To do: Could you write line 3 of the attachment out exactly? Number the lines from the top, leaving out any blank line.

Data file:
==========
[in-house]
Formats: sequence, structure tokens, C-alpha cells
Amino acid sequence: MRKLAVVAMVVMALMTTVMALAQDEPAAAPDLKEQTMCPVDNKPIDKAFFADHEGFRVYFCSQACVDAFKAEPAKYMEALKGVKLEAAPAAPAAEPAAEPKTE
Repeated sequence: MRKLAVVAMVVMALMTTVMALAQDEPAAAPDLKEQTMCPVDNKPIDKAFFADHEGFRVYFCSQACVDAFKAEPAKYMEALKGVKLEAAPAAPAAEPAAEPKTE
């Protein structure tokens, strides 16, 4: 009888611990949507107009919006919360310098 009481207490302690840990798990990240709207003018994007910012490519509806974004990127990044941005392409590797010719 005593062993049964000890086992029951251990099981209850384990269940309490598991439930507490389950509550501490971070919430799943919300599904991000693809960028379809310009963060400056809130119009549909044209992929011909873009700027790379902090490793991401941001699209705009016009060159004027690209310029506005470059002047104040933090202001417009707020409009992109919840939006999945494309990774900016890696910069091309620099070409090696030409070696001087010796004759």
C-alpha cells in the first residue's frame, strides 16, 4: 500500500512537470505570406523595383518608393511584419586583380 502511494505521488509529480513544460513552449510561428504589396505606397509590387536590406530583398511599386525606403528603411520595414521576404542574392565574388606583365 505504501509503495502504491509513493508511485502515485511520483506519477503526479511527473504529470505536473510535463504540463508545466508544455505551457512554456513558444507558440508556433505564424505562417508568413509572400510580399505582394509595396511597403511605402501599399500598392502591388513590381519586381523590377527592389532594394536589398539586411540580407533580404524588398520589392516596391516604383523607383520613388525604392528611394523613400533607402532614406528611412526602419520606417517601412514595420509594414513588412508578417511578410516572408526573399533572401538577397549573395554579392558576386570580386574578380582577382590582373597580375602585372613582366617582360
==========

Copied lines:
Amino acid sequence: MRKLAVVAMVVMALMTTVMALAQDEPAAAPDLKEQTMCPVDNKPIDKAFFADHEGFRVYFCSQACVDAFKAEPAKYMEALKGVKLEAAPAAPAAEPAAEPKTE